What Types of Organizations are Covered under IRS Code Section 501(c)(3)?

Section 501(c)(3) of the IRS code exempts payment of federal income taxes for charitable, religious, scientific, literary and educational organizations. It is the most commonly used section in the IRS code to gain tax exemption for a Nonprofit Corporation. Section 501(c)(3) covers organizations formed for the following purposes:

1. Charitable Organizations providing services beneficial to the public interest. For example, homeless shelters or food kitchens.

2. Religious Organizations are valid as long as the organization’s Directors, Officers, and Members appear to legitimately hold the beliefs set forth by the religion.

3. Scientific Organizations are Individuals and Groups who conduct scientific research for public benefit. For example, a cancer research organization.

4. Literary and Educational Organizations which inform the public on topics for which there are sufficient facts to permit the formation of an independent opinion or conclusion. For example, an educational organization to inform the public of the hazards associated with smoking.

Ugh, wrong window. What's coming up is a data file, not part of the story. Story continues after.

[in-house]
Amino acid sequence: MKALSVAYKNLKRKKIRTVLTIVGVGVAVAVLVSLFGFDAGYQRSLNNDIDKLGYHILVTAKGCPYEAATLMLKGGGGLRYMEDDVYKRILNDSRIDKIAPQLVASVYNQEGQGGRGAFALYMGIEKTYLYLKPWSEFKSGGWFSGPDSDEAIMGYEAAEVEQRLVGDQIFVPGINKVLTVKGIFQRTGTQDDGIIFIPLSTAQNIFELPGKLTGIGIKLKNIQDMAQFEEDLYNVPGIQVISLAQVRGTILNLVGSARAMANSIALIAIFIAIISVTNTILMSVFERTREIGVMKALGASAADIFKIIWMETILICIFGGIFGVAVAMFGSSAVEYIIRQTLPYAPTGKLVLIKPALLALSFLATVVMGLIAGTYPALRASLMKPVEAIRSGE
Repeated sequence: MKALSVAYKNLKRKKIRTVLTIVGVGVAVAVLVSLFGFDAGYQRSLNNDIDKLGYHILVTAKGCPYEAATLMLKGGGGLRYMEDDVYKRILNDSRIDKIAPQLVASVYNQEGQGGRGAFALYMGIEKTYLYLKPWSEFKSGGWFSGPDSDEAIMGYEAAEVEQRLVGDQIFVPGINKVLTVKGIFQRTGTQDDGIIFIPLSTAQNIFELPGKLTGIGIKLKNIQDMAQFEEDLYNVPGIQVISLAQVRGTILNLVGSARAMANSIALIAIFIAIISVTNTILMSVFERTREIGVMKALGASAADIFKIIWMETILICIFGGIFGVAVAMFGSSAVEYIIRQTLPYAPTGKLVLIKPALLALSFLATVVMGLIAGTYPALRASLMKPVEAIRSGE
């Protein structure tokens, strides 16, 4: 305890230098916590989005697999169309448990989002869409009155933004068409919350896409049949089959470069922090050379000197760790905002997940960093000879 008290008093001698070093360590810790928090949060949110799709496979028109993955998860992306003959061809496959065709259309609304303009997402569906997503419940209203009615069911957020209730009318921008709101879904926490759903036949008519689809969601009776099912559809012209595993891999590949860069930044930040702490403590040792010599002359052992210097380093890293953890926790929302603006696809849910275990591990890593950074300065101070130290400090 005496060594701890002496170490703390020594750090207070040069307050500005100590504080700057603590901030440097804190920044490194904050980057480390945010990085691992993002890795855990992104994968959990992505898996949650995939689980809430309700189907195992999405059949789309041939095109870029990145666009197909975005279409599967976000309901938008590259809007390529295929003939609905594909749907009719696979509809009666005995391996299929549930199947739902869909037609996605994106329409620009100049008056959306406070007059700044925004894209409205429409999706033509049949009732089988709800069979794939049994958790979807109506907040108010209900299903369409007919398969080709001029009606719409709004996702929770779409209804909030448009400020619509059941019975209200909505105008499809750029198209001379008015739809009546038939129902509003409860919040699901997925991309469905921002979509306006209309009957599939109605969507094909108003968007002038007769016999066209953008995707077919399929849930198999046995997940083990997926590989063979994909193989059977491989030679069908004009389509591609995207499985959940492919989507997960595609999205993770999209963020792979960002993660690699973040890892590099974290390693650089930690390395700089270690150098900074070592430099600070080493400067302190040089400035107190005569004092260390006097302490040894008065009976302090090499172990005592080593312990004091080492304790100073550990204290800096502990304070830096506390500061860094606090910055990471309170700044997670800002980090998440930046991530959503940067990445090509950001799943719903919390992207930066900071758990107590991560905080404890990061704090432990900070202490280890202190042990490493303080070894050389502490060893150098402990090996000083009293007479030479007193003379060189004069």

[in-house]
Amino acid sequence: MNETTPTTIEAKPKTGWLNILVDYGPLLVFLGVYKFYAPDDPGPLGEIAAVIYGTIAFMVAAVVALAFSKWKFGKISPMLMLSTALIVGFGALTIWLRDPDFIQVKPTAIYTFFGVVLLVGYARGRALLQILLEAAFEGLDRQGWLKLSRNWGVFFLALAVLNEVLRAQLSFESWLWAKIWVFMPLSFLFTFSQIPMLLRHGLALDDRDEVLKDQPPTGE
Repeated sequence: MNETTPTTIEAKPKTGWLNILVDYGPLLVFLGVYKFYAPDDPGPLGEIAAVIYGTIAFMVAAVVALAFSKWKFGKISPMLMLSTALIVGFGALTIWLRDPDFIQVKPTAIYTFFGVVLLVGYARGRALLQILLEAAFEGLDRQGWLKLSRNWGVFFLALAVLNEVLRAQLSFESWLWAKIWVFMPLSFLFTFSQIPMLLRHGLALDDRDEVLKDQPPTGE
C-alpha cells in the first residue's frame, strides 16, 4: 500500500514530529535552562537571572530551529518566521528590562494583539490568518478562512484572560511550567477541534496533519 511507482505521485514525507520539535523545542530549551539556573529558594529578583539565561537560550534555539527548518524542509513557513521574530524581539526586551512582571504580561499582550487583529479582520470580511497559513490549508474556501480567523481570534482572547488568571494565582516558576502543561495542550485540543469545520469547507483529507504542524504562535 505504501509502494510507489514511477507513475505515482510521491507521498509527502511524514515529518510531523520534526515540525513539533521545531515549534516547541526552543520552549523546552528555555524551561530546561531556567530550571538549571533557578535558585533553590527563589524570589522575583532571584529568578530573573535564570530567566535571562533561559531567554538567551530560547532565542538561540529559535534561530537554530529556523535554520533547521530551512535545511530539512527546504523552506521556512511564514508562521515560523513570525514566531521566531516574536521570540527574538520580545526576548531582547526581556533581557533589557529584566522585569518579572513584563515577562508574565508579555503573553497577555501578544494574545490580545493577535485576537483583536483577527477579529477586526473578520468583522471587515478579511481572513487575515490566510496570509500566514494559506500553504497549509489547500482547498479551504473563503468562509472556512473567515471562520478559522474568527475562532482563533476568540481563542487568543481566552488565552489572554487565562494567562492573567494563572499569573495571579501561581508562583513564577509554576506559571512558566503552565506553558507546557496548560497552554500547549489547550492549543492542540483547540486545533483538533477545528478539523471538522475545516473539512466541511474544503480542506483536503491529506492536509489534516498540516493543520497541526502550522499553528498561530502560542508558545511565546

Unless a Nonprofit Corporation files a 501(c)(3) Application with the IRS, it will not be exempt from paying federal income taxes.

What Other Types of Nonprofit Corporations Are There?

If your Nonprofit Corporation does not qualify under Section 501(c)(3), it may still be eligible for tax-exempt status under a different IRS code section. Other sections that may apply to your Nonprofit Corporation include:
• Labor and Agricultural Organizations, 501(c)(5);
• Business Leagues, 501(c)(6);
• Social and Recreational Clubs, 501(c)(7);
• Fraternal Benefit Societies, 501(c)(8);
• Credit Unions, 501(c)(14); and
• Farmer’s Cooperatives, 501(c)(16) and 521(a).

Are Nonprofit Corporations Automatically Exempt from Filing State Taxes?

No. However, like federal taxes above once your Nonprofit Corporation is created by filing the necessary documents with your state a separate application for state tax exempt status must be filed with the state tax agency. Of note, many states accept the federal tax exempt application in place of their own.